Nuclear Cystogram

A nuclear cystogram is a test which shows the lower urinary system (the bladder and ureters or tubes connecting the kidneys to the bladder) and how well it works.

Special pictures are taken after a liquid medicine is put into the bladder through a catheter.

  • Before you come to the hospital, explain to your child what will happen in words that he/she can understand. For younger children, explain only right before the test. Sometimes it is difficult to know how to explain this test to children. If you would like help, please call a child life specialist at 513-636-8034.
  • You and your child may ask any questions at anytime before, during or after the test.
  • You are encouraged to stay with your child during the test. Children are usually more cooperative and less apprehensive when a loved one is with them.
  • Please bring comfort items, such as a pacifier, bottle, blanket, stuffed animal, book or favorite toy for your child to have during the test.
  • It is recommended that siblings stay with another caregiver so that you can be with your child.
  • There are no shots or needles involved in this test.
  • This test usually lasts about 20 minutes.

If Potty Trained

  • Your child will need to take off shoes, pants and underwear (dresses can be pulled up) and then lie on a special soft bed. Your child's privacy will be maintained through the use of sheets or towels.
  • A nuclear medicine technologist will clean the opening where your child's urine comes out and then slide a small, thin, soft tube or catheter into your child's bladder through that opening. The tube or catheter will be secured with a piece of tape.
  • Your child will need to lie still while the catheter is placed and during the pictures. It is often difficult for young children to hold still for this procedure. Our staff will assist and support your child in holding still.
  • While your child is lying on the bed, a nuclear medicine technologist will be taking continuous pictures from a large camera located under the bed.
  • A special clear liquid containing medicine will be used to fill your child's bladder through the catheter. This "special water" can be seen on the pictures. There are no side effects to this medicine.
  • When your child's bladder is full, we will help him/her get ready to urinate while sitting on a special potty or urinal. We will move the camera from under the bed to an upright position. We will help your child sit on the potty (or stand with a urinal) with his/her back up against the camera. Your child will be encouraged to continue holding in the urine while a picture is taken and then allowed to urinate into the potty or urinal.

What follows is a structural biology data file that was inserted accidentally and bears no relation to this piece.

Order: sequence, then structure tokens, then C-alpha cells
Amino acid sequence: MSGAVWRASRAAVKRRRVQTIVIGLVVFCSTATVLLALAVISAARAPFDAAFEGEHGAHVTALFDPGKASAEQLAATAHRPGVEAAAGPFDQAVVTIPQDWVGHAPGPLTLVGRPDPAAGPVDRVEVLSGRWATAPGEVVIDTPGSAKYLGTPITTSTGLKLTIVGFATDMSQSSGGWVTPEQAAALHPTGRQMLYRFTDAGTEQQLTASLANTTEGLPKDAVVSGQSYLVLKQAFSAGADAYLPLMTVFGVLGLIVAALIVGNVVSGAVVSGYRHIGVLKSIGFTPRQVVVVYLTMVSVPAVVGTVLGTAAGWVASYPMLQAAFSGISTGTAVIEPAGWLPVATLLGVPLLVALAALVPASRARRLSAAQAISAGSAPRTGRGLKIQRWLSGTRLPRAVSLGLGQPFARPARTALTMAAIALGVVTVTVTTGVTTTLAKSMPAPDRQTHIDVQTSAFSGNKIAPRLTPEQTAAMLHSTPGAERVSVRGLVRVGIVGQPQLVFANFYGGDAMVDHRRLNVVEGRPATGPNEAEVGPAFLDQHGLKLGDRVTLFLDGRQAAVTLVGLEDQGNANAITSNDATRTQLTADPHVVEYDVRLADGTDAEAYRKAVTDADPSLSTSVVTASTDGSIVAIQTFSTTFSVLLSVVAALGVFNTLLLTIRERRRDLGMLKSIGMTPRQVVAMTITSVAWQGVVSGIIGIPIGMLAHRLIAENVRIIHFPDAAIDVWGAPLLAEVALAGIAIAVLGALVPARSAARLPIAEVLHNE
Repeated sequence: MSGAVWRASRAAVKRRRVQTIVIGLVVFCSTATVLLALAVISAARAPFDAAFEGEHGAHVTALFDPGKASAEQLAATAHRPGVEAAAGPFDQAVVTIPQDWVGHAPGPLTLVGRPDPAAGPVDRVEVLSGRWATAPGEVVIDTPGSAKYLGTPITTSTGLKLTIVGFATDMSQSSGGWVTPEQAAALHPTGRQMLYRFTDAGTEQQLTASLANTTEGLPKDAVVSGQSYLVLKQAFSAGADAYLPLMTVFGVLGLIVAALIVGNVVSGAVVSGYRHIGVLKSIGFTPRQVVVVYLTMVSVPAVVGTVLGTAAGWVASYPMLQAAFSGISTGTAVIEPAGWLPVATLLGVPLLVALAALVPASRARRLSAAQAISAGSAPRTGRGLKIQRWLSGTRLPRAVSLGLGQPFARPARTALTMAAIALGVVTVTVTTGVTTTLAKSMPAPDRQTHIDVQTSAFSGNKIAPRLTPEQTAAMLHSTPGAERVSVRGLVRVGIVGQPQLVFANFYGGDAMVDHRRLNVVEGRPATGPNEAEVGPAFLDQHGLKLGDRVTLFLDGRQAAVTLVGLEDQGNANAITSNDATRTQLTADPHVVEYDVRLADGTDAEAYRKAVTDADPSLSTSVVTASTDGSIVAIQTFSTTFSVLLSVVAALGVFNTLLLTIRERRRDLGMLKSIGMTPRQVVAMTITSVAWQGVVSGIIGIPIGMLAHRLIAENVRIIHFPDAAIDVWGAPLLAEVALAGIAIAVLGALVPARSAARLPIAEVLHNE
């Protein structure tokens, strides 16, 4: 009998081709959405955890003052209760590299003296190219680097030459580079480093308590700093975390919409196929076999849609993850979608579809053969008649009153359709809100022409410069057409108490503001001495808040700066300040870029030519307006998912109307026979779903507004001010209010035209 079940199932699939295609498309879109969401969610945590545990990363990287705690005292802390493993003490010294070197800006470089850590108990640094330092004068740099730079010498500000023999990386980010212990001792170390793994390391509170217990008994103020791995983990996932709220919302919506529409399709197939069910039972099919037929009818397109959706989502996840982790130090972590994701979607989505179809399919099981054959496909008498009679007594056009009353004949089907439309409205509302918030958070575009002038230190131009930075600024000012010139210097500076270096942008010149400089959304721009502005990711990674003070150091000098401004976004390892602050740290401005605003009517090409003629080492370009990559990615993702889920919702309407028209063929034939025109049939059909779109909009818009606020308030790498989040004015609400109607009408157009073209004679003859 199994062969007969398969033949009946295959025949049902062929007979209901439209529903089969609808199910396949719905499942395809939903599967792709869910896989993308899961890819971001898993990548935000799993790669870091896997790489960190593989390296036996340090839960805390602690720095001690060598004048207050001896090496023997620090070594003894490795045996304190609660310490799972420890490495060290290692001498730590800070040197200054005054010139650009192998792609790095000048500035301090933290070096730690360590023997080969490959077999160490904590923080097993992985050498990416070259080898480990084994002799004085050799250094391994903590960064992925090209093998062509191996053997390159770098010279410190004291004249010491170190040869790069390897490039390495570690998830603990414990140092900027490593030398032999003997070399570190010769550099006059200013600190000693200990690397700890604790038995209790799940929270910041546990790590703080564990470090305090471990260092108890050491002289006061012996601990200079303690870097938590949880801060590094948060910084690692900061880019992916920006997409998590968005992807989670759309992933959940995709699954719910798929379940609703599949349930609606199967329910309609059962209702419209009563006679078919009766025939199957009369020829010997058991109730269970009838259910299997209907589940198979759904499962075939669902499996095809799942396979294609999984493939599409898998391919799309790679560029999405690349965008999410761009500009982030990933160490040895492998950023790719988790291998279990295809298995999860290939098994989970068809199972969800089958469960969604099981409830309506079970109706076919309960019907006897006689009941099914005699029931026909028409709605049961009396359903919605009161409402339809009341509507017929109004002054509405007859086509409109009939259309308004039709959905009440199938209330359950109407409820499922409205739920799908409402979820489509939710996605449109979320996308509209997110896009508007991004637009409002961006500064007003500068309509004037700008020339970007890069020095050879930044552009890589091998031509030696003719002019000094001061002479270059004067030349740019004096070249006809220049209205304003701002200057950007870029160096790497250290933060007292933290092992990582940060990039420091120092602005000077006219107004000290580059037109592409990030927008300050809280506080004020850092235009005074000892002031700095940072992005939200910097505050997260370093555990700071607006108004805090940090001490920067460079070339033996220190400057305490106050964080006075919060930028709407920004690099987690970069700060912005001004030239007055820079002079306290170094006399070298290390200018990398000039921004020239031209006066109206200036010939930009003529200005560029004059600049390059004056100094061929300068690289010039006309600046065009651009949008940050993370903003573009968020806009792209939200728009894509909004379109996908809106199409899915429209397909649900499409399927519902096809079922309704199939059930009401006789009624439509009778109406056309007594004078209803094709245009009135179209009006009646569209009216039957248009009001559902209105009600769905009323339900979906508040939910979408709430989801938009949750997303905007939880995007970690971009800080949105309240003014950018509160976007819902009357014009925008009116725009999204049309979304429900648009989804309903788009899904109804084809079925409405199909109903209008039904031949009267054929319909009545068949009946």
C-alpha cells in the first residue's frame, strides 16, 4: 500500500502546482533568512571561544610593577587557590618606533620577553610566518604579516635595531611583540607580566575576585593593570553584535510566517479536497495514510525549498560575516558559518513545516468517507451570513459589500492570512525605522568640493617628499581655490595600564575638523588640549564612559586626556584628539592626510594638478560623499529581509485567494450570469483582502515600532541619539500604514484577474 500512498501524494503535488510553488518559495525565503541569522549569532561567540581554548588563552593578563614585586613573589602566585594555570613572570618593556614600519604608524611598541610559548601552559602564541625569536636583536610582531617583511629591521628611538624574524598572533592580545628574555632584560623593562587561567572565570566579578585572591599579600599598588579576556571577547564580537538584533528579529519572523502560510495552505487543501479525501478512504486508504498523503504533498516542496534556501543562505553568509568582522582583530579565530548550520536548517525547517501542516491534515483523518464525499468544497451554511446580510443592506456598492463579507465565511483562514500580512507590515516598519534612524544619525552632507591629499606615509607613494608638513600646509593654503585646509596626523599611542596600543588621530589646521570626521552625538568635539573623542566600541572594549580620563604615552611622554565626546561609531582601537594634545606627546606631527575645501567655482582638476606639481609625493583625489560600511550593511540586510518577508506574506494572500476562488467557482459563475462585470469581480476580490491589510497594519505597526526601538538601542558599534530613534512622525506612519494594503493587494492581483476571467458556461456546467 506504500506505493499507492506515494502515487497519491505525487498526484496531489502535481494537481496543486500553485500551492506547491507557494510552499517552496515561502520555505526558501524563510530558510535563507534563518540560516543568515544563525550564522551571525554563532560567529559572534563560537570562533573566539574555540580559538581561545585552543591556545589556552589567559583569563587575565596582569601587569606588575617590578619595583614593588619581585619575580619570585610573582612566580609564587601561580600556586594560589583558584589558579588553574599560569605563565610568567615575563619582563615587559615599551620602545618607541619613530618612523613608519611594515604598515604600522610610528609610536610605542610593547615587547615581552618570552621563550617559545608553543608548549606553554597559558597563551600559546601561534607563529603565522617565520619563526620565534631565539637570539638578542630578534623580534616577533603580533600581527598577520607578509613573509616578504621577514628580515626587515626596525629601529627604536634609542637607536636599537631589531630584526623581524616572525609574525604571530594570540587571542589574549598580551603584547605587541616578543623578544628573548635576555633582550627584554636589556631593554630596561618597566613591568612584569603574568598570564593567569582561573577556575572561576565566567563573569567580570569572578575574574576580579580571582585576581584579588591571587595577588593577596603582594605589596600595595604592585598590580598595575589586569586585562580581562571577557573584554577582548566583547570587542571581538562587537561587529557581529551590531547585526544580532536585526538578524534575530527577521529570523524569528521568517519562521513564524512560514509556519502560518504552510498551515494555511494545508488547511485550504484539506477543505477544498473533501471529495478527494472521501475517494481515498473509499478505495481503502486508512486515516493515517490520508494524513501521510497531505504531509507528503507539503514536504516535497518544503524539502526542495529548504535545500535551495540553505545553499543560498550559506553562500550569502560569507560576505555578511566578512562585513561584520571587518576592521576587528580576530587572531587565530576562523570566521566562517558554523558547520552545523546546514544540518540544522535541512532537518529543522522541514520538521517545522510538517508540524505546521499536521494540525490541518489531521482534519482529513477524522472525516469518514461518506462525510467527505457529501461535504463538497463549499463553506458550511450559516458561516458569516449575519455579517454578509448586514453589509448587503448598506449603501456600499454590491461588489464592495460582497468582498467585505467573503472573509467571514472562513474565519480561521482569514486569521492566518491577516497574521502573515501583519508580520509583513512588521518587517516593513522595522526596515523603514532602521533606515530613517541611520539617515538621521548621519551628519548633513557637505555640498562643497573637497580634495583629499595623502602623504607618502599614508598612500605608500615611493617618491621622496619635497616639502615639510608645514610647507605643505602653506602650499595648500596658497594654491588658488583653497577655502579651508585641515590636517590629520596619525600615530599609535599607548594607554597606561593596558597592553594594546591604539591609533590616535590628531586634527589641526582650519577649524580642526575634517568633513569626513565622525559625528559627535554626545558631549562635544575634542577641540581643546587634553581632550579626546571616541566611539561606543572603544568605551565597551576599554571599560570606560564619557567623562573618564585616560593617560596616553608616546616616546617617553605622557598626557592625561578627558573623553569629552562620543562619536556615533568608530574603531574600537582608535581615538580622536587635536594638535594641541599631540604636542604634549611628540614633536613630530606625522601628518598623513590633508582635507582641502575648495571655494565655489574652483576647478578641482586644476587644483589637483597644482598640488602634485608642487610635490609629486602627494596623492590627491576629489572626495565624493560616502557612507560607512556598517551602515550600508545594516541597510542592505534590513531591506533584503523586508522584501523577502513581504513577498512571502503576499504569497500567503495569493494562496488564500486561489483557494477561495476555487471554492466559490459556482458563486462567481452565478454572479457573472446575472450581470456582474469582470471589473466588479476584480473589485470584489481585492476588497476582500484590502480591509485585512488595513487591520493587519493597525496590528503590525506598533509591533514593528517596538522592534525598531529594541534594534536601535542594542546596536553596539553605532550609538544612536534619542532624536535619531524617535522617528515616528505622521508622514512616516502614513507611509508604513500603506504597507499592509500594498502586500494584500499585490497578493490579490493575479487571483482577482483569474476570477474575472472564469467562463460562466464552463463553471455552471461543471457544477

• After your child urinates and all the pictures have been completed, the tape will be removed, and the catheter will come out.
  • You may stay close to your child during the entire procedure, holding hands, talking and providing comfort.
  • It is possible that during the procedure your child may experience some discomfort. Please tell the doctor, nurse, or technologist if pain occurs.

If Not Potty Trained

  • You will need to remove your child's clothing from the waist down and then have him/her lie a on a special soft bed. Your child's privacy will be maintained through the use of sheets or towels.
  • A nuclear medicine technologist will clean the opening where your child's urine comes out and then slide a small, thin, soft tube or catheter into your child's bladder through that opening.
  • Your child will need to lie still while the catheter is placed and during the pictures. It is often difficult for young children to hold still for this procedure. Our staff will assist and support your child in holding still.
  • While your child is lying on the bed, a nuclear medicine technologist will be taking continuous pictures from a large camera located under the bed.
  • A special clear liquid containing medicine will be used to fill your child's bladder through the catheter. This "special water" can be seen on the pictures. There are no side effects to this medicine.
  • Your child will begin to feel full but will not be able to urinate yet because of a small "balloon" inside the catheter tube preventing urination. Once the technologist fills your child's bladder to a certain volume, the "balloon" will be released and your child can urinate onto a diaper or pads.
  • After your child urinates and all the pictures have been completed the catheter will be removed.
  • You may stay close to your child during the entire procedure, holding hands, talking and providing comfort.
  • It is possible that during the procedure your child may experience some discomfort. Please tell the doctor, nurse, or technologist if pain occurs.
  • Your child will be cleaned with washcloths and towels and then get redressed.
  • Your child may return to normal daily activities.
  • After having a urinary catheter (tube), your child's urine may appear pink the first time he/she urinates. This is caused by a small amount of blood in the urine. This is normal, but if it lasts longer than 24 hours or your child has difficulty urinating, call your child's pediatrician.
  • After the test, encourage your child to drink extra fluids in order to urinate more frequently. This will help with any irritation or burning sensations that occasionally occur after having a catheter.
  • The results from this procedure will be sent to your child's doctor usually within 24 hours. Please contact that doctor for follow-up information.

Last Updated 06/2012